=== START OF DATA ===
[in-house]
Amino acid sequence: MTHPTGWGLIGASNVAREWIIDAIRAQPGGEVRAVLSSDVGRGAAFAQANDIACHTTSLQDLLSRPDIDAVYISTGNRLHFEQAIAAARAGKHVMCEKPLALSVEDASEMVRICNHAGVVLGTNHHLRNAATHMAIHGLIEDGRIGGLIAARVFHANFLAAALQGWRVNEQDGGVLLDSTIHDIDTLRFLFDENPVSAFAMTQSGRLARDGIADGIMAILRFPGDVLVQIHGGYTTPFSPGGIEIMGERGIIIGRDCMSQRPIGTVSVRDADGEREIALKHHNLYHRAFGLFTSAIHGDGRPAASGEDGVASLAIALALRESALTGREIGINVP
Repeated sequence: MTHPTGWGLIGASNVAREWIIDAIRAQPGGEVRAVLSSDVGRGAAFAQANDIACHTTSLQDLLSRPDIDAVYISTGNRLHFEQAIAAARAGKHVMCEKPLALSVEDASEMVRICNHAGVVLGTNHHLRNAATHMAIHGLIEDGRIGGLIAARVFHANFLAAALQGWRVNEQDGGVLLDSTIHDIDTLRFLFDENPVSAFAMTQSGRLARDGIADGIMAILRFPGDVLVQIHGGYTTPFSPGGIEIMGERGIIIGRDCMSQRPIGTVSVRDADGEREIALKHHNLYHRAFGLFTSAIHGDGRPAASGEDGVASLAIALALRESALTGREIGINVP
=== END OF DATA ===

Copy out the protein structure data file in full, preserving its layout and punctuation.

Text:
[in-house]
Amino acid sequence: MTHPTGWGLIGASNVAREWIIDAIRAQPGGEVRAVLSSDVGRGAAFAQANDIACHTTSLQDLLSRPDIDAVYISTGNRLHFEQAIAAARAGKHVMCEKPLALSVEDASEMVRICNHAGVVLGTNHHLRNAATHMAIHGLIEDGRIGGLIAARVFHANFLAAALQGWRVNEQDGGVLLDSTIHDIDTLRFLFDENPVSAFAMTQSGRLARDGIADGIMAILRFPGDVLVQIHGGYTTPFSPGGIEIMGERGIIIGRDCMSQRPIGTVSVRDADGEREIALKHHNLYHRAFGLFTSAIHGDGRPAASGEDGVASLAIALALRESALTGREIGINVP
Repeated sequence: MTHPTGWGLIGASNVAREWIIDAIRAQPGGEVRAVLSSDVGRGAAFAQANDIACHTTSLQDLLSRPDIDAVYISTGNRLHFEQAIAAARAGKHVMCEKPLALSVEDASEMVRICNHAGVVLGTNHHLRNAATHMAIHGLIEDGRIGGLIAARVFHANFLAAALQGWRVNEQDGGVLLDSTIHDIDTLRFLFDENPVSAFAMTQSGRLARDGIADGIMAILRFPGDVLVQIHGGYTTPFSPGGIEIMGERGIIIGRDCMSQRPIGTVSVRDADGEREIALKHHNLYHRAFGLFTSAIHGDGRPAASGEDGVASLAIALALRESALTGREIGINVP